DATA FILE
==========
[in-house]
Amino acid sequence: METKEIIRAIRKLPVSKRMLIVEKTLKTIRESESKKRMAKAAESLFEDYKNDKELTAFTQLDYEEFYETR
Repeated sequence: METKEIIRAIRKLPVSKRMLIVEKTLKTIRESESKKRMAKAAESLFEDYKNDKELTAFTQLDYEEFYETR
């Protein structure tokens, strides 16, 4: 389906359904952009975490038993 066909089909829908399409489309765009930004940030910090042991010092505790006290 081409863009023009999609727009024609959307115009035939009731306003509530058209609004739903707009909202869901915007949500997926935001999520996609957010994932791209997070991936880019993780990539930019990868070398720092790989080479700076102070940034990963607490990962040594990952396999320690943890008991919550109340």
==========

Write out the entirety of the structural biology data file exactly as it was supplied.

[in-house]
Amino acid sequence: METKEIIRAIRKLPVSKRMLIVEKTLKTIRESESKKRMAKAAESLFEDYKNDKELTAFTQLDYEEFYETR
Repeated sequence: METKEIIRAIRKLPVSKRMLIVEKTLKTIRESESKKRMAKAAESLFEDYKNDKELTAFTQLDYEEFYETR
């Protein structure tokens, strides 16, 4: 389906359904952009975490038993 066909089909829908399409489309765009930004940030910090042991010092505790006290 081409863009023009999609727009024609959307115009035939009731306003509530058209609004739903707009909202869901915007949500997926935001999520996609957010994932791209997070991936880019993780990539930019990868070398720092790989080479700076102070940034990963607490990962040594990952396999320690943890008991919550109340």